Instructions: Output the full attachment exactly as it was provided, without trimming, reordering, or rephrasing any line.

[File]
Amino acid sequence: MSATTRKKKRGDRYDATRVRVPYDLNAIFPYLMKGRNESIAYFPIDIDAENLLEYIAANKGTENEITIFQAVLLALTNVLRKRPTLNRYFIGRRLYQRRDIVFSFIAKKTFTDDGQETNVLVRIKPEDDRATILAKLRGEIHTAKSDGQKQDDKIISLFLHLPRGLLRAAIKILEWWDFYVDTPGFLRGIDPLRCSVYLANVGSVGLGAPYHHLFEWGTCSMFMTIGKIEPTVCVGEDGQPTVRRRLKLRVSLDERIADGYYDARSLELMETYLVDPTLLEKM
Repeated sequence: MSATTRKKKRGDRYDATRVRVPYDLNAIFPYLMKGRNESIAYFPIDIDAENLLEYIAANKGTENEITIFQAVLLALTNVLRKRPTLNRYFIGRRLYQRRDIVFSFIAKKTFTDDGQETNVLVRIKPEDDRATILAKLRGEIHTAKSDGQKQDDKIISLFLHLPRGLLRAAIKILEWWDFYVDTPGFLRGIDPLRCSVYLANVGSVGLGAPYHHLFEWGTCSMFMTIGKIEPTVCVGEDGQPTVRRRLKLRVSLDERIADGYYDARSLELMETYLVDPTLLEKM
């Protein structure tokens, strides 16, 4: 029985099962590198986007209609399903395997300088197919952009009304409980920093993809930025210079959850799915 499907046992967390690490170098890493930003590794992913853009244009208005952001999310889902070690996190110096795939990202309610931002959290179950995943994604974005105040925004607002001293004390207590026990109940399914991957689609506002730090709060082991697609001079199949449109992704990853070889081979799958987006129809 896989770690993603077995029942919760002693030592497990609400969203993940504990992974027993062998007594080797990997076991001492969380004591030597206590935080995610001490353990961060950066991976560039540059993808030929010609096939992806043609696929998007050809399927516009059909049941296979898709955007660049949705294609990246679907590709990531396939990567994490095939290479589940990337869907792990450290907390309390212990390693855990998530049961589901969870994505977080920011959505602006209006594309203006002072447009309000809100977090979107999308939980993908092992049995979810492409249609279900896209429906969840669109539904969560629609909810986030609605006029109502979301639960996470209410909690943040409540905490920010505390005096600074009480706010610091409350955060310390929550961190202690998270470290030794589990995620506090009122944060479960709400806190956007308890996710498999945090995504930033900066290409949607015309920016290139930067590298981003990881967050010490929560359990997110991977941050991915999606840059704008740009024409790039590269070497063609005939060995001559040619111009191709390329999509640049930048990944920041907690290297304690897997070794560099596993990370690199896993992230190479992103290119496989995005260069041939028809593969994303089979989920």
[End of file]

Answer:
Amino acid sequence: MSATTRKKKRGDRYDATRVRVPYDLNAIFPYLMKGRNESIAYFPIDIDAENLLEYIAANKGTENEITIFQAVLLALTNVLRKRPTLNRYFIGRRLYQRRDIVFSFIAKKTFTDDGQETNVLVRIKPEDDRATILAKLRGEIHTAKSDGQKQDDKIISLFLHLPRGLLRAAIKILEWWDFYVDTPGFLRGIDPLRCSVYLANVGSVGLGAPYHHLFEWGTCSMFMTIGKIEPTVCVGEDGQPTVRRRLKLRVSLDERIADGYYDARSLELMETYLVDPTLLEKM
Repeated sequence: MSATTRKKKRGDRYDATRVRVPYDLNAIFPYLMKGRNESIAYFPIDIDAENLLEYIAANKGTENEITIFQAVLLALTNVLRKRPTLNRYFIGRRLYQRRDIVFSFIAKKTFTDDGQETNVLVRIKPEDDRATILAKLRGEIHTAKSDGQKQDDKIISLFLHLPRGLLRAAIKILEWWDFYVDTPGFLRGIDPLRCSVYLANVGSVGLGAPYHHLFEWGTCSMFMTIGKIEPTVCVGEDGQPTVRRRLKLRVSLDERIADGYYDARSLELMETYLVDPTLLEKM
């Protein structure tokens, strides 16, 4: 029985099962590198986007209609399903395997300088197919952009009304409980920093993809930025210079959850799915 499907046992967390690490170098890493930003590794992913853009244009208005952001999310889902070690996190110096795939990202309610931002959290179950995943994604974005105040925004607002001293004390207590026990109940399914991957689609506002730090709060082991697609001079199949449109992704990853070889081979799958987006129809 896989770690993603077995029942919760002693030592497990609400969203993940504990992974027993062998007594080797990997076991001492969380004591030597206590935080995610001490353990961060950066991976560039540059993808030929010609096939992806043609696929998007050809399927516009059909049941296979898709955007660049949705294609990246679907590709990531396939990567994490095939290479589940990337869907792990450290907390309390212990390693855990998530049961589901969870994505977080920011959505602006209006594309203006002072447009309000809100977090979107999308939980993908092992049995979810492409249609279900896209429906969840669109539904969560629609909810986030609605006029109502979301639960996470209410909690943040409540905490920010505390005096600074009480706010610091409350955060310390929550961190202690998270470290030794589990995620506090009122944060479960709400806190956007308890996710498999945090995504930033900066290409949607015309920016290139930067590298981003990881967050010490929560359990997110991977941050991915999606840059704008740009024409790039590269070497063609005939060995001559040619111009191709390329999509640049930048990944920041907690290297304690897997070794560099596993990370690199896993992230190479992103290119496989995005260069041939028809593969994303089979989920």